Bikram yoga is a system of 26 postures, or asanas, that are done during a 90-minute period in a heated room. It is a version of Hatha yoga, which focuses on the unification of the mind, body and spirit through physical postures. One of the main principals of Bikram yoga is sweating to remove toxins from the body, but medical experts disagree on whether this is possible.
What Bikram Says
According to the Bikram College of India, the practice of the 26 Bikram postures systematically works every part of the body, including internal organs. The reason for the heat is that it promotes the sweating out of "impurities" from the body. Choudhury also asserts that you will not get intended benefits from Bikram yoga if it is not performed exactly as instructed.
Heat and Sweating
The main component of sweat is water. And although sweat does contain trace amounts of dissolved elements and minerals such as sodium, lactate, urea, potassium, calcium, magnesium, zinc, copper, nickel, iron and chromium, none are considered toxic, according to Dr. Rachel Vreeman for U.S.News.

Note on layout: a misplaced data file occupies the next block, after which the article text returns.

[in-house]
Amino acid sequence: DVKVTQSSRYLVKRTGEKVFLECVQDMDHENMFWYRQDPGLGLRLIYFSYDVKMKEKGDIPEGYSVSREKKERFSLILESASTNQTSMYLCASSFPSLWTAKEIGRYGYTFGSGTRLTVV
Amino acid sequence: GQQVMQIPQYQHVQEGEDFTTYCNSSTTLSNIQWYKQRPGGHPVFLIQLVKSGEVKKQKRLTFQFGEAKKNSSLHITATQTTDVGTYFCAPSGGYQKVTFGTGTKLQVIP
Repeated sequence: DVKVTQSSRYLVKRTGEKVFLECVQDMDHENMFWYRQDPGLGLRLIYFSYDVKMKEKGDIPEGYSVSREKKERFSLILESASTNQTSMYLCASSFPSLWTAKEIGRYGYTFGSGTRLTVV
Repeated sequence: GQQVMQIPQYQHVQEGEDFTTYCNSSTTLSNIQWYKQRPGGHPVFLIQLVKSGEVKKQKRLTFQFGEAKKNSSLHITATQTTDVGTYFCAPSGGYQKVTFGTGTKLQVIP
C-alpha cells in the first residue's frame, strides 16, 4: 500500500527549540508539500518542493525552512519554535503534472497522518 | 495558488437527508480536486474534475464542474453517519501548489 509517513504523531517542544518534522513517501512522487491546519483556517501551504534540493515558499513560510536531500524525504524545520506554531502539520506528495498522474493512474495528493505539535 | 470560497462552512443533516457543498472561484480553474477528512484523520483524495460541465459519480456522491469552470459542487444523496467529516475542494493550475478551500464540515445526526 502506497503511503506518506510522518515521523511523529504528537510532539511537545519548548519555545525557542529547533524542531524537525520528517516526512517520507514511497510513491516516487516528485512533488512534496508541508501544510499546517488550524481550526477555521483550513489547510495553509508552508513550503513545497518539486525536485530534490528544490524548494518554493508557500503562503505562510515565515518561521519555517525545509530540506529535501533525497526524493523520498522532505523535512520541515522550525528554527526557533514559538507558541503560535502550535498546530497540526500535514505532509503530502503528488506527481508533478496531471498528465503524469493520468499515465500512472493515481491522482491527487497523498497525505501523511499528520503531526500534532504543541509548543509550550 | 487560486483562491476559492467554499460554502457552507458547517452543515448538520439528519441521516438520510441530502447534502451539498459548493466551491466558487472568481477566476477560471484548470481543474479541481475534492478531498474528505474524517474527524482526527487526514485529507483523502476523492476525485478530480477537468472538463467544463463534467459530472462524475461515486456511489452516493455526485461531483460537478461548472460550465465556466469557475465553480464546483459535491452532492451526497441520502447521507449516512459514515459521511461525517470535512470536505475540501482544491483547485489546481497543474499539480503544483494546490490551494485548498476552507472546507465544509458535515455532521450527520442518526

The Body's Detox Process
The body eliminates toxins through three main organs: the liver, kidneys and gastrointestinal tract. The liver breaks down and filters substances from the bloodstream that the body can't use. The kidneys remove substances that would become toxic if allowed to build up in the body. The GI tract, including the colon, rids the body of waste.
Exercise promotes normal bowel function, according to MayoClinic.com. Physical activity, such as yoga, might be useful for relieving constipation and ridding the body of toxins through bowel movements.
Aline Lindemann is a health, food and travel writer. She has also worked as a social worker, preschool teacher and art educator. Lindemann holds a Master of Liberal Studies in culture, health and creative nonfiction writing from Arizona State University.